Samson Lardy reports on JoyNews that there have been about 110,000 teenage pregnancies in 2020 according to data derived from Ghana Health Service; District Health Information Management System.

UNFPA, projected in its Interim Technical Note on Impact of COVID-19 in April 2020, that if average lockdown and COVID-19 related disruptions continue for 6 months, 47 million women in low-middle-income countries will be unable to access modern contraceptives.

The number of unintended pregnancies might increase as COVID disruptions are extended (18). Ghana has been a youthful country with more than half of its population under the age of 25 years. The pyramid of Ghana’s population demography can be described as a pyramid with a broad base which means more young people.

Some of these have contributed to the high rate of teenage pregnancy recorded by the Ghana Health Service. Where physical presence is disrupted in service delivery, many young people can be reached by virtue of internet penetration, social media penetration, and mobile connections rate through telemedicine.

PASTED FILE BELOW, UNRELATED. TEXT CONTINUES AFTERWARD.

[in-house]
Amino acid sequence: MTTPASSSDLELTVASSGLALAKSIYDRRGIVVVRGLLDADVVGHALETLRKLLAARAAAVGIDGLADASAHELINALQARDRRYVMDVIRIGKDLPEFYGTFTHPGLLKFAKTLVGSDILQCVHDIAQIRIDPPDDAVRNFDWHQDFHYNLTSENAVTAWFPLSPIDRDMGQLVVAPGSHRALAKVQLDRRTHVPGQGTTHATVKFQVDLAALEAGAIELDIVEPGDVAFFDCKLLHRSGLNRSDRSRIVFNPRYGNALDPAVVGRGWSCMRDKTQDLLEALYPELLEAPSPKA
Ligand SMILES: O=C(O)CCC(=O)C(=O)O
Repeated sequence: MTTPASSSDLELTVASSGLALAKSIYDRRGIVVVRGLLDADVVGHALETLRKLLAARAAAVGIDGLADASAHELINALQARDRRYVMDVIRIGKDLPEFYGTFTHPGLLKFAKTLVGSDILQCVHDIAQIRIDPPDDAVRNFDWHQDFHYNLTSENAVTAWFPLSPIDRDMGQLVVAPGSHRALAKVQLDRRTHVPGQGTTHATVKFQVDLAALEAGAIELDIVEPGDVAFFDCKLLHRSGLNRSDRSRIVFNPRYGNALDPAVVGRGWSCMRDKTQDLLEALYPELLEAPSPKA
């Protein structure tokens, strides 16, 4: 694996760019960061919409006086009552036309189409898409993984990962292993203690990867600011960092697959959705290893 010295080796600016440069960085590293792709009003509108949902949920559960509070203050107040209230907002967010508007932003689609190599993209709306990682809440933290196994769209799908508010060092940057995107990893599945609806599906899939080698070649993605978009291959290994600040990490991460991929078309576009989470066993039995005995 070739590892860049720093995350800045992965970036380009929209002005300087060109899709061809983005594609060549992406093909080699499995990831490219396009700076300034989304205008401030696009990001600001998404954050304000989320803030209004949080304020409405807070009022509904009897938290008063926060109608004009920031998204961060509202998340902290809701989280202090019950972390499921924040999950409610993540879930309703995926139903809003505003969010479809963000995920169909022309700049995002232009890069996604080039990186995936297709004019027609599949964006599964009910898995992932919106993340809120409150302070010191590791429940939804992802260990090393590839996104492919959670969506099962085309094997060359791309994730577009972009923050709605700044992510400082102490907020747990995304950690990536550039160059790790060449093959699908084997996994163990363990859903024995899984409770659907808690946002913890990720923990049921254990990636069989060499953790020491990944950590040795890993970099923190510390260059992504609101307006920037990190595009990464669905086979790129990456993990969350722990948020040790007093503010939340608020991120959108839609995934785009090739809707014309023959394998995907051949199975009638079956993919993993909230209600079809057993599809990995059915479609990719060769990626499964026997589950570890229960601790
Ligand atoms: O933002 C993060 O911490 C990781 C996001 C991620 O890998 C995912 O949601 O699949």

Many young people may feel more comfortable using these media than join long queues in hospitals to get access to family planning and other sexual and reproductive health services.

Telemedicine has proven to be a promised path for developed and developing countries with a steady increase in digital penetration rate. Telemedicine has the ability to increase access to healthcare and create convenience when geographical hindrance persists.

How long will pandemics last? What has the COVID-19 pandemic taught us? The clear path is to leverage existing technology to provide the fundamental human rights of the people (health).

Walking through the journey of telemedicine and its fast development in the 21st century, it is clear that telemedicine is what we need in our world today to increase access to health care delivery.

Source:
Precious Kwame Adade